Archive for the ‘Articles/Essays/Op-Ed’ category

The tax man cometh – By George J. Marlin

September 25, 2020

The following appeared on Tuesday, September 22, 2020 on The Island Now’s website:

The federal government’s budget deficit is hitting all-time highs and New York’s 2020-2021 state and local government budget deficits are mushrooming.

And if Joe Biden wins in November, his new spending proposals will exceed $5.4 trillion over ten years.

Where will all the money come from to plug budget gaps and to fund new spending? Tax hikes.

Biden has already proposed raising the top income tax bracket on people earning over four hundred thousand annually to 39.6 percent. The capital gains rate will jump from 23.8 percent to 39.6 percent and corporate taxes will go from 21 percent to 28 percent.

However, if the Democrats win control of the White House and both branches of the Congress, don’t expect the radicals to be satisfied with Biden’s plan. My guess is they will insist that rates for income taxes and capital gains hit at least 45%. As for the corporate tax rate, they will probably push it to 35%, the rate during the Obama years.

In New York, Gov. Cuomo has been lobbying for $59 billion from Washington to close the fiscal gaps for the state, the MTA, and local municipalities.

But even if he gets that money from a Biden administration, it’s only a one-shot revenue. It does not fix the structural deficit caused by Cuomo’s shutdown of the New York economy.

Tens of thousands of small businesses and restaurants that will never reopen and the exodus of the state’s top earners will have long-term effects on tax revenue streams.

While Governor Cuomo understands that increasing taxes will not be enough to cover the projected deficits, his message is failing to register with the Democratic-controlled state Legislature.

Those Democrats are calling for the rate on millionaires, which is presently 8.82%, to be increased to 9.6 percent for those making over $5 million annually, and for those earning over $100 million, 11.85 percent.

The most ridiculous proposal is a tax on unrealized capital gains of equity holdings of billionaires.

If enacted, people would have to pay a tax on a stock that has appreciated in value even though the owner has not sold the investment and taken again.

Here’s how that would work: An investor buys a stock on January 1 for $5 a share, that at year-end is valued at $8 a share. The owner would have to pay a tax on the $3 appreciation.

But, say in March of the next year the investment goes south and the investor sells it for $2 a share. The owner not only takes a 60 percent loss on the investment but is stuck paying an unrealized capital gain tax on April 15 on the losing stock that the investor no longer owns.

Sound crazy? It is.

A tax on unrealized gains, by its very nature, is ludicrous.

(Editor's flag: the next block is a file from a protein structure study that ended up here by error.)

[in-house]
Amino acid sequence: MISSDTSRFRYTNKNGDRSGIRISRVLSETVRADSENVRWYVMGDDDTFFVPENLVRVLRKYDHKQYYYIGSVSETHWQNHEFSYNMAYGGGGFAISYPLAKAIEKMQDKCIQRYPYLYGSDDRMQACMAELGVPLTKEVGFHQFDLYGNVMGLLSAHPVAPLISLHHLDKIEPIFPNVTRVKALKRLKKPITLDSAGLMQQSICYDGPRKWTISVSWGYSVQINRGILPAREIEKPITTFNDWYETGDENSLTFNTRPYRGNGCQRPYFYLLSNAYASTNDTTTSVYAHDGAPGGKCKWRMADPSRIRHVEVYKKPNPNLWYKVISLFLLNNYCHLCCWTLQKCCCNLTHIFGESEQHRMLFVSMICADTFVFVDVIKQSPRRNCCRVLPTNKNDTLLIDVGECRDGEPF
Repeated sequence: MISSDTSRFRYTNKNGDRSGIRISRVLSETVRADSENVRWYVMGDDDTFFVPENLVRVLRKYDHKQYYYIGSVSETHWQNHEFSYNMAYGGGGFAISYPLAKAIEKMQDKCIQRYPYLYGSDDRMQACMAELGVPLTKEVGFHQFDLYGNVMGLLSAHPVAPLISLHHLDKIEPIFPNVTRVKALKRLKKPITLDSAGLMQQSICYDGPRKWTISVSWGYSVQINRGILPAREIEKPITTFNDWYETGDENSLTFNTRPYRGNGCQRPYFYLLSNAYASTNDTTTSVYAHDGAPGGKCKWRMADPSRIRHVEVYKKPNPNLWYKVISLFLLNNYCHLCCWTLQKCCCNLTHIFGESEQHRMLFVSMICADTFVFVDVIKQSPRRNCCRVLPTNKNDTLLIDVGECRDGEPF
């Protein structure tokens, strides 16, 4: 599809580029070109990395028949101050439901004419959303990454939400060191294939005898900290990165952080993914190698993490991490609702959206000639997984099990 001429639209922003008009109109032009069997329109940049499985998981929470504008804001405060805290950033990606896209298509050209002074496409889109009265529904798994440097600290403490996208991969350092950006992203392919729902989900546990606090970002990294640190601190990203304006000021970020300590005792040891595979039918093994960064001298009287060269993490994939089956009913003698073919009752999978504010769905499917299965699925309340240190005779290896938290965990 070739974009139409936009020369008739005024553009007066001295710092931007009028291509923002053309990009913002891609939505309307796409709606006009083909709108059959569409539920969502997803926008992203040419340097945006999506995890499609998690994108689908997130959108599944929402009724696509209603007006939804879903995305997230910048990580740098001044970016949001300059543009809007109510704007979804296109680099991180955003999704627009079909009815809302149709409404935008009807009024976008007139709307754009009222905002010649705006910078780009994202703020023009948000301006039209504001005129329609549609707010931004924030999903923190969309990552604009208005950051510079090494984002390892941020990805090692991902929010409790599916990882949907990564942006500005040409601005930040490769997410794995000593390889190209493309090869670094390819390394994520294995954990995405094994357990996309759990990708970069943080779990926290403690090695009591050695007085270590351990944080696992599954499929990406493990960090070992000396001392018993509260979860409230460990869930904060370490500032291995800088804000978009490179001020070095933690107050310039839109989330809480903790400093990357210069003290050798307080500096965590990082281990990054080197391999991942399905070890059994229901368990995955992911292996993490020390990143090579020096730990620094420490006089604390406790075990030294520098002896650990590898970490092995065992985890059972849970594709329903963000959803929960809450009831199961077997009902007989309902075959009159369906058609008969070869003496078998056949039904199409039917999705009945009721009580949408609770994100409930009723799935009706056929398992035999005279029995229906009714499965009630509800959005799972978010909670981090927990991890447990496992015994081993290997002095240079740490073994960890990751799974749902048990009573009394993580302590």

As for local governments, an important source of income—sales tax collections—continues to decline. In August, it was off 7.8 percent statewide compared to a year ago, and in July it was down 8.2 percent. In Nassau, sales tax revenues, this year, have been down 10.5 percent.

To fill the 2020 deficit hole, Nassau might be able to issue debt through the Nassau Interim Finance Authority. But that, too, is only a one-shot.

Other municipalities may go to Albany and beg for the authority to issue deficit debt.

That remedy, however, only kicks the fiscal can down the road. It sticks future generations—the children and grandchildren of today’s taxpayers—with the bill for this year’s spending.

Unless elected officials at every level of government agree to do more with less, and address the skyrocketing costs of entitlement and pension programs, every form of taxation will have to be increased.

And considering that over 400 thousand have fled New York this year, raising taxes will only exacerbate the situation.

E.J. McMahon, a senior fellow at the Empire Center for Public Policy agrees. “State lawmakers,” he observed, “now clamoring to jack up state and city tax rates on millionaires insist the targeted taxpayers won’t mind—and won’t respond by simply moving. But the new IRS data add to the body of circumstantial evidence pointing to an increased outflow of high earners from New York even before the pandemic.”

With federal, state and local taxes poised to go up, it should come as no surprise if the most robust corporate sector in New York is the moving van industry.

Needed: Sane Liberal Democrats Like Historian Arthur M. Schlesinger, Jr. – By George J. Marlin

September 22, 2020

This article I wrote appeared on the Newsmax.com web site on Tuesday, September 22, 2020.

Many of Cuomo’s job investments have failed – By George J. Marlin

September 11, 2020

The following appeared on Monday, September 7, 2020 on The Island Now’s website: